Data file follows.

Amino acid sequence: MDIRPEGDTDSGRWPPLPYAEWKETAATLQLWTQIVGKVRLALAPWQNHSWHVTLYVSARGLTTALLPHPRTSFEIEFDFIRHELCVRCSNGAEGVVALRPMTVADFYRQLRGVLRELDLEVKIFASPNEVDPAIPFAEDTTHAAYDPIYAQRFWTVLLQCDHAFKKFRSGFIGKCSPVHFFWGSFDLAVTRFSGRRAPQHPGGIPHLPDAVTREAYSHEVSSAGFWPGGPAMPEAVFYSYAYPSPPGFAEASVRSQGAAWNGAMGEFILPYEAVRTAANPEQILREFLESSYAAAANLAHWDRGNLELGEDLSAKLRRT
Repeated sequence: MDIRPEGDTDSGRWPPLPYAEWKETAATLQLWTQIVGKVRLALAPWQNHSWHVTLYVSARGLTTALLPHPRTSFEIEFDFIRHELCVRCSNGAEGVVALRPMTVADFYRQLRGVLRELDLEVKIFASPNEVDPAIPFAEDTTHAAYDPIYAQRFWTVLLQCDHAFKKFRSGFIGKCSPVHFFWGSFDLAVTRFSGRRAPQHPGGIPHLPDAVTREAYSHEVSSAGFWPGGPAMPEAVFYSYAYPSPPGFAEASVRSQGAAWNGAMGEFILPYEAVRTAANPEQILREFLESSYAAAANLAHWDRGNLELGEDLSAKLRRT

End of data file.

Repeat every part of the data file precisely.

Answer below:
Amino acid sequence: MDIRPEGDTDSGRWPPLPYAEWKETAATLQLWTQIVGKVRLALAPWQNHSWHVTLYVSARGLTTALLPHPRTSFEIEFDFIRHELCVRCSNGAEGVVALRPMTVADFYRQLRGVLRELDLEVKIFASPNEVDPAIPFAEDTTHAAYDPIYAQRFWTVLLQCDHAFKKFRSGFIGKCSPVHFFWGSFDLAVTRFSGRRAPQHPGGIPHLPDAVTREAYSHEVSSAGFWPGGPAMPEAVFYSYAYPSPPGFAEASVRSQGAAWNGAMGEFILPYEAVRTAANPEQILREFLESSYAAAANLAHWDRGNLELGEDLSAKLRRT
Repeated sequence: MDIRPEGDTDSGRWPPLPYAEWKETAATLQLWTQIVGKVRLALAPWQNHSWHVTLYVSARGLTTALLPHPRTSFEIEFDFIRHELCVRCSNGAEGVVALRPMTVADFYRQLRGVLRELDLEVKIFASPNEVDPAIPFAEDTTHAAYDPIYAQRFWTVLLQCDHAFKKFRSGFIGKCSPVHFFWGSFDLAVTRFSGRRAPQHPGGIPHLPDAVTREAYSHEVSSAGFWPGGPAMPEAVFYSYAYPSPPGFAEASVRSQGAAWNGAMGEFILPYEAVRTAANPEQILREFLESSYAAAANLAHWDRGNLELGEDLSAKLRRT